28 August 2014
# Australian New Home Sales
# Australian Private Capital Expenditure
# German CPI
# U.S. Q2 GDP Revision
# U.S. GDP Price Index
# U.S. weekly Unemployment Claims
# U.S. Pending Home Sales
# More weaker European economic readings overnight but this time the Stoxx600 failed to benefit (on expectations of more ECB stimulus) pausing after a nearly 2% rise so far this week. The pan-European index ending up marginally by 0.11%. Likewise U.S. stocks ended a quiet session little changed, indeed the S&P500 ended dead flat at 2,000. Trading was the slowest for any full session this year, with the Dow trading in its third-narrowest range this year, and moving just 44 points between its high and low. The S&P 500 traded in
its seventh-smallest range this year. It’s the last week of holidaying in the Hamptons for Wall St kings so it will be interesting to see the sentiment when traders return in force given the latest leg of this rally has been built on particularly light volumes.
# The monthly GfK survey of German consumer confidence showed confidence falling to 8.6 in September from 8.9 in August, against a forecast rise to 9.0. It was the first decline in the consumer climate indicator since January 2013. The potential turn in consumer sentiment comes at a particularly worrying time for Germany. The economy, which had been an anchor of growth for the struggling euro zone, contracted by 0.6% in annualized terms in the second quarter, as domestic demand couldn't offset a drag from net exports.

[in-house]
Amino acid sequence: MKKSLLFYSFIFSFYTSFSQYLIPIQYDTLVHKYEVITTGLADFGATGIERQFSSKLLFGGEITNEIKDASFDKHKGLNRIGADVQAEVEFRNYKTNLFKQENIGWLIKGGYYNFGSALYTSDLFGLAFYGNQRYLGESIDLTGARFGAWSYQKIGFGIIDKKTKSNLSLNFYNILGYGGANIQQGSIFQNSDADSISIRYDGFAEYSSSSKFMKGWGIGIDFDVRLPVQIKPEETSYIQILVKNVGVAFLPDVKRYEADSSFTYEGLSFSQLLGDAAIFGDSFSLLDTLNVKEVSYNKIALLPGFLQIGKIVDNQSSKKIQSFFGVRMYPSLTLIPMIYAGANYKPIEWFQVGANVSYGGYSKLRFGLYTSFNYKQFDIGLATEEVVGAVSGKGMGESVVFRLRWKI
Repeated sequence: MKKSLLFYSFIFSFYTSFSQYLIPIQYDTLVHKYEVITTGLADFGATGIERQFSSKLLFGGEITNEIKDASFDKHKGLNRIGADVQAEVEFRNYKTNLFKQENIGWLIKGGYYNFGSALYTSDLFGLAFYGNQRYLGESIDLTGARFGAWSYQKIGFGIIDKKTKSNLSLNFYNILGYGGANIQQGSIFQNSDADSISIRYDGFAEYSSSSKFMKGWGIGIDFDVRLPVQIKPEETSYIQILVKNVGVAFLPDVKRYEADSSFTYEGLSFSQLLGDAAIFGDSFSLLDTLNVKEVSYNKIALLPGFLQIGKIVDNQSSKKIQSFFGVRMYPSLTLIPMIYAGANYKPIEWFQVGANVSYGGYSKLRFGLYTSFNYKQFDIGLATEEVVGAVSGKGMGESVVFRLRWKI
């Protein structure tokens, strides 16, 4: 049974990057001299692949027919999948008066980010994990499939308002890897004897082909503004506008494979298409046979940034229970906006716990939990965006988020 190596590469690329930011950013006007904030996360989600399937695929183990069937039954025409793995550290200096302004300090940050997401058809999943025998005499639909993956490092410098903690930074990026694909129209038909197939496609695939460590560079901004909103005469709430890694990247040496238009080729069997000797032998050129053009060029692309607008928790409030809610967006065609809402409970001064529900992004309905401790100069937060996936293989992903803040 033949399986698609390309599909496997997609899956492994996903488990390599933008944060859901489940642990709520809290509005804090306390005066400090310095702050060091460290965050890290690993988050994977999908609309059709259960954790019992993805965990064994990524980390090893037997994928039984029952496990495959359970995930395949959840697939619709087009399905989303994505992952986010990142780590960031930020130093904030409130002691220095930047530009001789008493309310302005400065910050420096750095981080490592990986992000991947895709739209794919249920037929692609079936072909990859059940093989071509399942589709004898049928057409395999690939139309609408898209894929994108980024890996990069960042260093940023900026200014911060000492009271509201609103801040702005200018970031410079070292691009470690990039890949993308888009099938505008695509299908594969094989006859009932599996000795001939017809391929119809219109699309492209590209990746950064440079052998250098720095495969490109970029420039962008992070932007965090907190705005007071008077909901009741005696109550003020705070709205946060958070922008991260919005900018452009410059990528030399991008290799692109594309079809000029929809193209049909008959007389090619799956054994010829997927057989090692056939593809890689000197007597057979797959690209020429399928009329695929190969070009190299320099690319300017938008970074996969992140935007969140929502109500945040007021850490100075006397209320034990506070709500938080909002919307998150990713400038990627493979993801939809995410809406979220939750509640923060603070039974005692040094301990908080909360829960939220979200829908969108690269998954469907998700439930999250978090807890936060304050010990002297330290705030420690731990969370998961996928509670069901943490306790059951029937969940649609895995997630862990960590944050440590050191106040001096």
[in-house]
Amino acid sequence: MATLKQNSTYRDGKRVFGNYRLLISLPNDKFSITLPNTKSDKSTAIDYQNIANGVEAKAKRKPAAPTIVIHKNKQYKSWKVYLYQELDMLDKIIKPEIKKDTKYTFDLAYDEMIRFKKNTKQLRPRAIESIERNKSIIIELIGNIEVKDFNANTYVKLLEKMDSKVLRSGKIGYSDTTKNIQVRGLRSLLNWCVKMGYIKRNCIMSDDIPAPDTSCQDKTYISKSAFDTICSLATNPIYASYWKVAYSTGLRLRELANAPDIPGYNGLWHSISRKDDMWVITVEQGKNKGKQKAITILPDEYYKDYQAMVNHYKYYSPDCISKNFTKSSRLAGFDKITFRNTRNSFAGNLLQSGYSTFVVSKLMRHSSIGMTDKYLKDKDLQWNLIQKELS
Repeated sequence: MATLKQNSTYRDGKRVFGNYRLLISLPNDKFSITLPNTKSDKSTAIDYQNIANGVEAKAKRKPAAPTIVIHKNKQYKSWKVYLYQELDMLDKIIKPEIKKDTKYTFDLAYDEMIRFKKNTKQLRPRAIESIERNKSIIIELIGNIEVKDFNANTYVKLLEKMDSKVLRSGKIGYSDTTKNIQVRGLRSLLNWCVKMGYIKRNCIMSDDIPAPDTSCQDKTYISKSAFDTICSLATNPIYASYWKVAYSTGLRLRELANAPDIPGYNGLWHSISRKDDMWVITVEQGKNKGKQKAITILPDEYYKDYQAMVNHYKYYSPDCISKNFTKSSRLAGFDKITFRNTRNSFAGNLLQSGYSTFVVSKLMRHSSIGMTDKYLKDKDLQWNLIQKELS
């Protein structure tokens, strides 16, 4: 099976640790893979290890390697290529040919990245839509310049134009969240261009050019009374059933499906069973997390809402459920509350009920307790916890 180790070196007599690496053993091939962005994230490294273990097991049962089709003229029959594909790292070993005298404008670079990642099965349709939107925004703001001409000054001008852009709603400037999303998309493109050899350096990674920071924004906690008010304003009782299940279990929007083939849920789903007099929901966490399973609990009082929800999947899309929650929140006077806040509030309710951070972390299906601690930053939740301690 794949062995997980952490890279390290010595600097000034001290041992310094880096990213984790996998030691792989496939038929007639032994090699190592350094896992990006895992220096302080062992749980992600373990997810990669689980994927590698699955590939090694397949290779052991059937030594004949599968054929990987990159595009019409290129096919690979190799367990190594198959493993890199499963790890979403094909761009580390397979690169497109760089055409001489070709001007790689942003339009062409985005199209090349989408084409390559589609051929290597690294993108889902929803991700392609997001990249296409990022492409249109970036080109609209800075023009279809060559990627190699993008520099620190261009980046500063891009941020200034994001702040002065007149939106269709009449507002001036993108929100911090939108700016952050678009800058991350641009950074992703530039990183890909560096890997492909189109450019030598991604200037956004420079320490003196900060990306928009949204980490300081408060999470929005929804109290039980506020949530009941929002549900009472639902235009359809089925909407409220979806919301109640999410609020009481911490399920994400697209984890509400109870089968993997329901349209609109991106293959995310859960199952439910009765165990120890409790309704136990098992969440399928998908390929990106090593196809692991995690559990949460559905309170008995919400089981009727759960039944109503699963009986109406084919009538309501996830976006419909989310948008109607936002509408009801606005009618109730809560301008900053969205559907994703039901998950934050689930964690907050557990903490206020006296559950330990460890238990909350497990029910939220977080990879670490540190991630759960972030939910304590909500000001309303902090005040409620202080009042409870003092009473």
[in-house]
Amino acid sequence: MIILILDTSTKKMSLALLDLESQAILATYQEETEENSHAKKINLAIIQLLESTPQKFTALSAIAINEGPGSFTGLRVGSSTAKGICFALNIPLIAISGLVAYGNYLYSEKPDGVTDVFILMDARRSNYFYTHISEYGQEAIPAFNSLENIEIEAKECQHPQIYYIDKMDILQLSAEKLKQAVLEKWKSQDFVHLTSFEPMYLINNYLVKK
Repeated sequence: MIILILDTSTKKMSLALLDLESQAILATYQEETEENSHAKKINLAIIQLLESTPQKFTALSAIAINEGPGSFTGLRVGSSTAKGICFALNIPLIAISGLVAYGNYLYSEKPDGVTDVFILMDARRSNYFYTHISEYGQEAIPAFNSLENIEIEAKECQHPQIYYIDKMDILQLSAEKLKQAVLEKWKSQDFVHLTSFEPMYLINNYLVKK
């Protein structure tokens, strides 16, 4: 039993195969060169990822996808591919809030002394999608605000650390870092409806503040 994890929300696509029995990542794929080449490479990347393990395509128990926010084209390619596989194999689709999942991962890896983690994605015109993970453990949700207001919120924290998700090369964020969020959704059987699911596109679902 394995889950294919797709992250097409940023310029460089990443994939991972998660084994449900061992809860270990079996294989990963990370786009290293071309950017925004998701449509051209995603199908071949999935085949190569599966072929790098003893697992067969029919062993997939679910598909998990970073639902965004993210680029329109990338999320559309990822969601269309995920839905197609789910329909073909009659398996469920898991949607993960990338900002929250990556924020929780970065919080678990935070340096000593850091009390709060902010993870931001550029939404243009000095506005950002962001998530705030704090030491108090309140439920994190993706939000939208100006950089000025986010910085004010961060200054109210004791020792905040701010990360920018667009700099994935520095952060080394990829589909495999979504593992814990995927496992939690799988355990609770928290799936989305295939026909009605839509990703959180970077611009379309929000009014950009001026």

# The French jobless total rose by 26,100 in July to record 3.424m
# The USD was broadly weaker giving back a touch of its recent sharp gains. The USD lost about 0.2% as investors eye the forthcoming Eurozone inflation data (just +0.3% annualised expected against a target of 2.0%) for cues to whether Draghi’s Jackson Hole hints of more policy easing will be effected. German Finance Minister Schaeuble added to the debate saying Draghi comments on the growth-austerity debate have been ‘over interpreted’. His comments lifted the EUR/USD from new 11 month lows of 1.3352 seen yesterday to 1.3195
# Global bond yields fell across the board, a potentially worrying signal as to global growth prospects. German 10-year bond yields fell to a fresh all-time low of 0.91%. Yields in France, Italy, Spain and Portugal followed suit, hitting record lows. Stateside the benchmark 10 year bond yield fell back 5 pips to 2.35% and within spitting distance of 1 year lows.
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